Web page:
Readers Write In #382: Who is the real Sherni?

Posted on July 7, 2021

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(by Ashwini Kulkarni)

Bollywood depicts popular culture where good has to win over evil. But if your story is dealing with Indian bureaucracy, can it be a straight forward good versus evil?

Amit Masurkar’s ‘Newton’ and ‘Sherni’ have an Indian officer, someone in authority as the protagonist. In the first the theme was democracy and in the later environment conservation. Both these subjects are very broad and very complex. There are quite a few other similarities like the jungle and the villagers but I do not wish to delve into that.

Neither Newton nor Vidya Vincent are hero or heroine of the story. The story gives us glimpses of people’s lives and its interaction with Indian Government. The direct and indirect injustices, the intentional and unintentional injustices meted out to the citizens is evident. Our protagonist can see that, they are intelligent and sensitive but they feel trapped in the ‘system’. The ‘system’ made up of their own familiar, seniors officers, feels distant and unapproachable in times of conflict and distress. There is no one to reach out to, there is no one to look up to. Hence our protagonist are not Heroes, they do not change the world around them. Their struggle is to resist succumbing to the system.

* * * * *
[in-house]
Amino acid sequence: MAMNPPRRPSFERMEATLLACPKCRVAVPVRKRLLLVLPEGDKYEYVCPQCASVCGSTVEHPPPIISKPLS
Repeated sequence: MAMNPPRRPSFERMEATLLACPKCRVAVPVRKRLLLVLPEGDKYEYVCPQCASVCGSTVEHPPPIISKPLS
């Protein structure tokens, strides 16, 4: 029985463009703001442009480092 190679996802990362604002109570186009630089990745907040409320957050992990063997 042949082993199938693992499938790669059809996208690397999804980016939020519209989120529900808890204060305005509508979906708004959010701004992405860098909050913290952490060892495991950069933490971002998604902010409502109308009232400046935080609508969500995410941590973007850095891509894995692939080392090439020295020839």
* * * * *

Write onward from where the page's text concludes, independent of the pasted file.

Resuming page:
To draw a parallel, in Article 15, our Police Officer finds the third girl, lifts her in full view and gets her out of her hiding. This is an important piece of ‘evidence’ and humanity which gives the required strength to the case of two other girls’ rapes. In that expansive frame he is the hero that we so long to see. There are no such heroic moments in Sherni.

So, are these movies cynical? No, because the seeds of hope, the real heroes are elsewhere, can be found in other characters.

In Sherni its Jyoti, the Gram Panchayat elected member who shows agency and is the real conservator of forest, tiger and village life. She understands the importance of it all and its relevance to their lives in ways more than one. She portrays ease and purpose. She says my daughter may not be interested in studies but she has athletics in her. She dreams of buying a motorcycle if the harvest is good and is ready to learn to drive. She shows much more agency than our protagonist.

Vidya, the protagonist gives a glimpse of her back story in one scene when her husband says – you are as you were in college and she denies it with a firm and calm no. So we gather that then she was a rebel going into a cross cultural-religious marriage but now she has changed.

The end scenes are quite telling, Vidya, moves to a completely artificially conserved dead animals’ museum whereas Jyoti has taken responsibility of saving and caring for the tiger cubs.

In Newton, it is the School teacher, female school teacher who shows the depth of understanding and has a dream for her people and has confidence in herself to walk that path to pursue the same.

The female elected representatives and the female school teacher are the future heroines, for the people and for the broader themes of democracy and conservation. If there is a sequel of these films then these characters of Jyoti and the school teacher (both females, coincidence?) will be the protagonist. They are the hope and confidence of future of India.